Armenia–Denmark relations refers to the current and historical relations between Armenia and Denmark. Armenia has an embassy in Copenhagen, and Denmark is represented in Armenia, through its embassy in Kiev, Ukraine. Diplomatic relations were established on 14 January 1992. The current Armenian Ambassador to Denmark is Hrachya Aghajanyan. In 2008, the Armenian Foreign Minister Eduard Nalbandyan called the relations between Armenia and Denmark "friendly" and "highly appreciating". In 2013 Amstream was founded as an independent non-political and non-profit organization in order to initiate means of collaboration and partnerships between Armenia and Scandinavia within business, education and culture.
During the Hamidian massacres against the Armenian civilians, the government of Denmark condemned the massacres, and sharply protested against the Ottoman Empire. The famous Danish scholar and critic Georg Brandes commented on the massacres and wrote a book about the Armenians in 1903.
Danish missionaries were active in Armenia from at least the 19th century. According to Danish historian Matthias Bjornlund, missionary, Karen Jeppe can be counted as Denmark's first ever aid worker. This was because she largely refrained from preaching Protestant doctrine to the Orthodox Armenians, instead concentrating on achieving humanitarian development objectives, such as improving education and performing rescue operations to free captured Armenian women.
Unusually for European workers at the time, in the years leading up to World War I Jeppe along with other Danish individuals and organisations also pushed for international recognition of Armenians right to self determination. Armenia was granted independence shortly after World War I at the Treaty of Sèvres. However the new state, Wilsonian Armenia, was not officially recognised by Turkey or the USA, as President Woodrow Wilson, weakened by a stroke and without his political fixer Colonel House, was defeated in the Senate by the power plays of Henry Cabot Lodge. By 1921 the temporary Armenian republic had collapsed under military pressure from the Young Turks. Jeppe and other Danes returned from Denmark to the region to continue their work on behalf of the Armenians. Their work included the establishment of the first ever Armenian agricultural village in Syria to provide a livelihood for displaced Armenians, settlements established by Jeppe and her helpers were noted for their prosperity in comparison to other camps that took in Armenians.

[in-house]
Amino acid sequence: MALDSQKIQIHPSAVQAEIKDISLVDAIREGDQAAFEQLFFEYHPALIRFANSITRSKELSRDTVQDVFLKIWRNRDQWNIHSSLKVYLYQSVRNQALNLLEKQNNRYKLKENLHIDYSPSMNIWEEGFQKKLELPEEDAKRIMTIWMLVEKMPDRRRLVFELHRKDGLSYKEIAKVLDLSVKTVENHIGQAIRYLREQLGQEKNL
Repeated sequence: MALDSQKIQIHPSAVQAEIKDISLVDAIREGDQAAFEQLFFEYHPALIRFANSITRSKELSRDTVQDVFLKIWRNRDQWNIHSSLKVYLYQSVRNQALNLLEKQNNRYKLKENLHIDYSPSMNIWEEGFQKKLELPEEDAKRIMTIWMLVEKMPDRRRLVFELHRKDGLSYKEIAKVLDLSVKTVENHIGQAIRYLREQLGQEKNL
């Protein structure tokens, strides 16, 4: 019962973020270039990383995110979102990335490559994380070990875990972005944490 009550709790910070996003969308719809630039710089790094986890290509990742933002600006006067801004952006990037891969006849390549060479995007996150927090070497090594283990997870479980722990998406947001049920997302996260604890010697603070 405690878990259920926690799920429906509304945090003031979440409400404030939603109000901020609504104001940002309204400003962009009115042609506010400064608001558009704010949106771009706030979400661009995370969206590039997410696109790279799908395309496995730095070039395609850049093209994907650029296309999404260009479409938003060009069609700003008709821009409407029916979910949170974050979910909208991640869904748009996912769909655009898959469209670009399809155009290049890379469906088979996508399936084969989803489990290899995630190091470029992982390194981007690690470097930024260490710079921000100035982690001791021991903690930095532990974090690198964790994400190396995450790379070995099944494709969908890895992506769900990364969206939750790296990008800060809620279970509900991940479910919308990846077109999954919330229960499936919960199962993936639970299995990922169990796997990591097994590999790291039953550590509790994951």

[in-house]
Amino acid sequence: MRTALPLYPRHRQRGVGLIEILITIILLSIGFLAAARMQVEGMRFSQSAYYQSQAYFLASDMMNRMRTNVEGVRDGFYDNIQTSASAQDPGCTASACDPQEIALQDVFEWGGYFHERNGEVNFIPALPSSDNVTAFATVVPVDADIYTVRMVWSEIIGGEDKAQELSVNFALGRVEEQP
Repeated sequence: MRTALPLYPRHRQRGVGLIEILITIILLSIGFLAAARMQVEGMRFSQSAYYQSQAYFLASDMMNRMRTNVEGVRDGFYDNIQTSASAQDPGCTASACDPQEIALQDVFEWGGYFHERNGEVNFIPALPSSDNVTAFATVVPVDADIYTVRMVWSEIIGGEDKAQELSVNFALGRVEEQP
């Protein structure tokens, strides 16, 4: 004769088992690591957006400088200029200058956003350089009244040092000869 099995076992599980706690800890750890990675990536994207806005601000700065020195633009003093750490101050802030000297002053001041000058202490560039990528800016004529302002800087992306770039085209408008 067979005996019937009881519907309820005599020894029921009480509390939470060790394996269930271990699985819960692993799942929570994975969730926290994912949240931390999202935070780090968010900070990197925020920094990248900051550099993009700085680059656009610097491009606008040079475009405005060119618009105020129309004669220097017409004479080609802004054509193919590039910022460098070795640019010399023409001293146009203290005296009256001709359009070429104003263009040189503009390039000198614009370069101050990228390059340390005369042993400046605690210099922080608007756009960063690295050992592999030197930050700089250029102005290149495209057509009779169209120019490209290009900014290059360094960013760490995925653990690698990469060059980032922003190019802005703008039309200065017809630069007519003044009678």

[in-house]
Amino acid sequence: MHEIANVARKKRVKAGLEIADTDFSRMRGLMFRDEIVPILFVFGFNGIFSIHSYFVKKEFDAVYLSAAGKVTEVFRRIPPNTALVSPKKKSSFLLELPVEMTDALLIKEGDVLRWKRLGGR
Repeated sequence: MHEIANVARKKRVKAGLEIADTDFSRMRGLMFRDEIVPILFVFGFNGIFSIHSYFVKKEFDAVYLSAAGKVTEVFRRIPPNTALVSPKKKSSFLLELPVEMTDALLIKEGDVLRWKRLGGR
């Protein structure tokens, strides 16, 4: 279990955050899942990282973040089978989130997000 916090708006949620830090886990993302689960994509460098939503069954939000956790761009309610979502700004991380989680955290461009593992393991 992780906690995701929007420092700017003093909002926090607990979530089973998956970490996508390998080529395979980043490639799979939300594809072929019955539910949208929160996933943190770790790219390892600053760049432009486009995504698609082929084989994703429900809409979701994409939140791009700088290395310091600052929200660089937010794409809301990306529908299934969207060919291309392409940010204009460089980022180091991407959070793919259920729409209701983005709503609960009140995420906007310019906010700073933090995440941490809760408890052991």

Since the modern state of Armenia gained independence in 1991, the two countries have worked to build ties, with both government and NGOs playing a role. According to the Danish Ministry of Foreign Affairs, civil society agencies such as Mission Ost, the Danish Armenian Mission and the Danish Society for the Caucasus Research have been active in developing the bilateral relationship. In 2003, 100 illegal Armenian immigrants lived in Denmark, and was a subject for return to Armenia, in the negotiations between the two governments. In 2004, Armenia's President Robert Kocharyan discussed the developing relationship with the Danish Ambassador, conceding much work remained to be done. Both parties emphasised the importance of enhanced economic cooperation. In a 2009 diplomatic meeting with Denmark's new ambassador, Armenia's President Serzh Sargsyan expressed a desire to further deepen their bilateral relationship, suggesting specific areas for increased cooperation such as agricultural and energy efficiency, where Denmark has considerable expertise. Both countries signed a double tax agreement to strengthen economic relations. Both countries signed an air service agreement in 2000. Armenia and Denmark signed a Readmission of persons with unauthorized stay agreement in April 2003.